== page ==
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I take a small break from the Purgatory of frantic essay-writing (Four pages today. Not enough!) to share these insights on the nature of the medievalist, brought to us by Another Damned Medievalist from Blogenspiel:
You Might Be A Medievalist If…
-Your secondary sources are somebody else’s primary sources.
-Everyone else on your conference panel has taken holy orders.
-You have a favorite decree of the Fourth Lateran Council.
-Your particular field of study could be wiped out by a car accident.
-You’ve ever been asked “the truth” about King Arthur.
-You refer to the American Revolution as a “recent development.”
-You add the word “yet” to the statement “I don’t know that language.”
-You specify which level of hell your day has been like.
-You call the renaissance “a dirty lie.”
Great stuff. For some reason, though, Another Damned Medievalist calls this ‘humour’, which I find a little hard to understand. I mean, who doesn’t have a favorite decree of the Fourth Lateran Council?*
* – Mine is number 16.
Last time I was in this situation, I made a promise to myself. “Andreas,” I said to myself. “This is the last time you’ll be in this situation. Never again!” And I swore to high Heaven that this would, indeed, be the very last time I was in that situation.
I refer, of course, to deadlines. More specifically, I refer to the situation that you get a writing assignment and a comfortable deadline in about three months’ time, but instead of actually making good use of all that time, you procrastinate endlessly, pushing the project ahead of you like a dead walrus* until it’s the very last week before deadline. At that point, you find yourself faced with the daunting prospect of having to write 3-4 pages of preferably high-quality prose a day in order to finish the damn thing in time for the deadline – in the evenings after coming home from your day job, of course.
So last time did not in fact turn out to be the last time. And the odds are pretty good that this time won’t be the last time, either. Resignation seems the best approach here. But the question remains why exactly it is that I keep subjecting myself to this torture, when in theory at least it should be fairly easily avoidable through better time management.
LIke most other things, there’s most likely a combination of things involved. For one thing, beginning a writing project takes a lot of energy – authors speak of the ‘fear of the blank paper’ with good reason. And of course, writing is not exactly an effortless activity for me. It’s usually pretty exhausting, sometimes even agonizing, to take those vague and shapeless thoughts I have in my head and put them down on paper in actual words.**
So in the end, it’s probably got something to do with immediate rewards vs. future rewards. The immediate reward of doing something more interesting than writing this stuff simply outweigh the future reward of finishing the project. The problem, of course, is that eventually the punishment of having to work non-stop for a week will probably outweigh those immediate rewards – not to mention the possibility of the even greater punishment of having your editor shout at you for having missed the deadline. That’s not really something you want to experience.***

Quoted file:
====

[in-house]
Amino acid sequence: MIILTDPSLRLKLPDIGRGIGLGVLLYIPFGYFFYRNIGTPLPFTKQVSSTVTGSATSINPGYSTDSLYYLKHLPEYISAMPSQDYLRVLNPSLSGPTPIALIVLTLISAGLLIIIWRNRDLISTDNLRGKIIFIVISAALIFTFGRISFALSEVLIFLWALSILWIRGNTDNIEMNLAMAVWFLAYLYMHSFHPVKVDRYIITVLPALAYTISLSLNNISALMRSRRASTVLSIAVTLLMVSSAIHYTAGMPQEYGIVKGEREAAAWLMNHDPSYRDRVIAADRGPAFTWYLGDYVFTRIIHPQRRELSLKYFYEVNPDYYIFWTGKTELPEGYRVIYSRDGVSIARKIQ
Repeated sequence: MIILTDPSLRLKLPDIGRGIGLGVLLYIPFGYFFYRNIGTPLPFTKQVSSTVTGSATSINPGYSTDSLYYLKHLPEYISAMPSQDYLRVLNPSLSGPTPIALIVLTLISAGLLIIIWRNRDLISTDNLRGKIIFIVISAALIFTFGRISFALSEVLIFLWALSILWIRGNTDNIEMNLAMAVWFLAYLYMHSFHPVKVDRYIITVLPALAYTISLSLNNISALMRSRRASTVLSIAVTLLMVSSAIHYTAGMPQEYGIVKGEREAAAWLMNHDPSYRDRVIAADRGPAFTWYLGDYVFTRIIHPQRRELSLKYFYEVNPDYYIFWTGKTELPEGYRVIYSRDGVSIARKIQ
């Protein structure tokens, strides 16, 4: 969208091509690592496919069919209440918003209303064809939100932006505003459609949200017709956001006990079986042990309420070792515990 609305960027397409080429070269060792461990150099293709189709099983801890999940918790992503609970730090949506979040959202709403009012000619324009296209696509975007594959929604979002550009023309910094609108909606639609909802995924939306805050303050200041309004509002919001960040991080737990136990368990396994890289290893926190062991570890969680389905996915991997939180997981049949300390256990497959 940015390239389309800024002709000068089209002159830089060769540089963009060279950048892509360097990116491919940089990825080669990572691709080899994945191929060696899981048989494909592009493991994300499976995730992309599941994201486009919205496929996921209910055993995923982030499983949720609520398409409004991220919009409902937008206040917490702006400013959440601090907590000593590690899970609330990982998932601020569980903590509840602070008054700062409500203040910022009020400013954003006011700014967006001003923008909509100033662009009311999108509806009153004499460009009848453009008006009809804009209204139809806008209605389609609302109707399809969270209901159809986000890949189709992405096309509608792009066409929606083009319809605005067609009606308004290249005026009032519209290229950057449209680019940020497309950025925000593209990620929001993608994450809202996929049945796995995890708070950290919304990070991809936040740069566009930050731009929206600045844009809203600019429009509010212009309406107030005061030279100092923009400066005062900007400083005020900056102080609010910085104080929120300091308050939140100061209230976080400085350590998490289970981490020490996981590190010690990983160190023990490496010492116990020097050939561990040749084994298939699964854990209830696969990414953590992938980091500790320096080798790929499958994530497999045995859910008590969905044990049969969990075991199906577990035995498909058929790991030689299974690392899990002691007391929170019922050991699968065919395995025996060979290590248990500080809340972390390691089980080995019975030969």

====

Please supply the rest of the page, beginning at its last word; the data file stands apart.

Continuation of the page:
So is there some conclusion to this? Not really, I guess I guess this is just me procrastinating even further.**** But I would love to hear your thoughts on this interesting psychological mechanism and suggestions for fighting it.
* – No, I don’t really understand that simile, either. Just smile and nod.
** – Or on Word document, to be exact.
*** – Trust me on this.
**** – The irony of sitting around writing a blog entry to avoid writing something else is not lost on me.
Welcome, gentle and worthy reader, to Vox in Deserto – Musings of a Malpracticing Medievalist, this being a repositorium of short texts* providing both edifying and entertaining commentary on a variety of issues.**
Expect to see here, in particular, discussions relating to medieval scholarship and culture, but also contemporary issues such as politics, religion, culture, personal events, and of course those truly obscure findings and bits of knowledge which are found in any proper blog.
For as the Venerable Bede wrote, should history tell of good men and their good estate, the thoughtful listener is spurred on to imitate the good; should it record the evil ends of wicked men, no less effectually the devout and earnest listener is kindled to eschew what is harmful and perverse, and himself with greater care pursue those things which he has learned to be good and pleasing in the sight of God.***
Let us therefore in this quote discover the kanon by which this blog will be measured.
* – Or a “blog” in the vernacular.
** – And with a frequency determined by the author’s need for procrastination at any given time.
*** – Bede, Historia Ecclesiatica, praefatio